By Sikandar Azam

The global hunger grew to as many as 828 million in 2021, swelling by about 46 million from 2020 and 150 million from the outbreak of the Covid-19 pandemic, a United Nations report said on July 6. And on July 12, the International Red Cross warned that millions of people are at risk of severe hunger in the coming months as extreme poverty, inequality and food insecurity rose, particularly in parts of Africa and the Middle East. While the governments are taking measures to deal with this situation of famine and hunger, let us see how Islam tackles it.

Catering for the needs of the poor and needy is a duty and obligation. The Qur’an describes it as a right for the needy; it is not a favour on the part of the giver but an obligation and responsibility he owes to the community. Those who are unable to support themselves and their families for reasons whatsoever and cannot find suitable work in a way that protects their dignity and honour deserve the help and support of those who are well-to-do.

The Islamic concept of wealth is that it belongs to God and we humans are mere trustees who are supposed to distribute it according the command of the original Owner, God Almighty. God says in the Qur’ān (57:7): “Believe in Allah and His Messenger, and spend of that whereof He has made you trustees. And such of you as believe and spend (in Allah’s Way), theirs will be a great reward.”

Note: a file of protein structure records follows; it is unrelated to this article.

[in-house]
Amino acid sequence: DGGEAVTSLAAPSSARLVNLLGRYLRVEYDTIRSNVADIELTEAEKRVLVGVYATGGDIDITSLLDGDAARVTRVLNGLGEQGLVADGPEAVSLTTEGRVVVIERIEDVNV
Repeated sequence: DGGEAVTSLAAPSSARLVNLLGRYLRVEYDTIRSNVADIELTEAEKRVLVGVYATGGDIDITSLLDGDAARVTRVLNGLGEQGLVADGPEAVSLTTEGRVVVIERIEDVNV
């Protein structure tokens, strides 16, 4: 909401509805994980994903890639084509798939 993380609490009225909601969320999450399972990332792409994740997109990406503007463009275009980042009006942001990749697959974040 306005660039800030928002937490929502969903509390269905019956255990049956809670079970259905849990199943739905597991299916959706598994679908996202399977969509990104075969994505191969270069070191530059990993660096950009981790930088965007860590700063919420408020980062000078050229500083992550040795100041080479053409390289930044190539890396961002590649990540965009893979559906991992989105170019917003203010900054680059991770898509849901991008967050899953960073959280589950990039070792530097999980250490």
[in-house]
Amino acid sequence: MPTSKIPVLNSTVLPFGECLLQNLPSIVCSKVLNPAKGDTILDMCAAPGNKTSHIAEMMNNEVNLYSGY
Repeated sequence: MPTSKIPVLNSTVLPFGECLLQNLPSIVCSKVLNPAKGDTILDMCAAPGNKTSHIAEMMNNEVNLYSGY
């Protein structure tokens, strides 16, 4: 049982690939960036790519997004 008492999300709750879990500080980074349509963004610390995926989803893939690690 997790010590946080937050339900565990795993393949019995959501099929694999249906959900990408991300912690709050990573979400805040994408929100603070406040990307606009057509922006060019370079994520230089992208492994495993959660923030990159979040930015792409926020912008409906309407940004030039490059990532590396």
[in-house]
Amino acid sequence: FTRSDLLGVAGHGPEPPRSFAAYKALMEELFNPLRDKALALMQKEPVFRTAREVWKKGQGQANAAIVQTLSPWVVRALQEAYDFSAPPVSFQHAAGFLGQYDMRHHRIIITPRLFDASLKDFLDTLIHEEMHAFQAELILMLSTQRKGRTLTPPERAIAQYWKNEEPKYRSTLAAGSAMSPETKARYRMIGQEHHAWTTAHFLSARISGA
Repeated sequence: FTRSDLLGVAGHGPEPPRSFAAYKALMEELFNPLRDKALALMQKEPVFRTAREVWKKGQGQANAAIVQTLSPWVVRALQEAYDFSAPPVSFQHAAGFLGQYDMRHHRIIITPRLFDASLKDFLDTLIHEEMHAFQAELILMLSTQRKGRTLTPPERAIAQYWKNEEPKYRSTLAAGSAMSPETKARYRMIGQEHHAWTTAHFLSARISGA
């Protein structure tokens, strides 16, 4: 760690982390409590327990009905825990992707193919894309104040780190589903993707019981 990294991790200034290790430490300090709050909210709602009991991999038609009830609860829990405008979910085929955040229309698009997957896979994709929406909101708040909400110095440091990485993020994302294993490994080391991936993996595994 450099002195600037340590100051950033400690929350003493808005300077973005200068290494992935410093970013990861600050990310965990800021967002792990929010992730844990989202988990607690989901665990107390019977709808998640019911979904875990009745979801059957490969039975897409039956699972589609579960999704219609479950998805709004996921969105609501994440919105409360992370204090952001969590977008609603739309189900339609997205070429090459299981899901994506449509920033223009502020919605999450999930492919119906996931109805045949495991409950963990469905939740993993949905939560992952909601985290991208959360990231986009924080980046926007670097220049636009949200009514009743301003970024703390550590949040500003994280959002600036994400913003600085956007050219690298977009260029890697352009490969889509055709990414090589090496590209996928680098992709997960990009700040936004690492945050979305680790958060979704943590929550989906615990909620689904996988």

Abdullah ibn Abbas relates that the Prophet ﷺ said, “The believer is not he who eats his fill while his neighbour goes hungry.” (al-Sunan al-Kubra) In another hadith, Adi ibn Hatim relates that the Prophet ﷺ said: “Save yourself from Hell-fire even by giving half-a-date-fruit (in charity.)” (Bukhari)‏

Caliph Umar had to face the famine in 18 A.H. when drought struck Arabia. The problem was further complicated by the plague that struck Syria during 17-18 A.H. The Caliph acted decisively and wisely by taking measures like mobilising food supplies from Egypt and Iraq, personally supervising their distribution, and refraining personally from eating good food or eating at home. He delayed collection of Zakat, and suspended the statutory punishment of theft (hadd) because of the likelihood that the thief might have been in dire need. He joined the people in prayer to God to alleviate the drought. After the famine, the Caliph ordered his Governor in Egypt, Amr Ibn Al-Aas to dig a canal connecting the Nile to the Red Sea to ensure regular supplies of food from Egypt to Arabia. Thus he set exemplary precedents to the rulers who care to learn a lesson or two therefrom.

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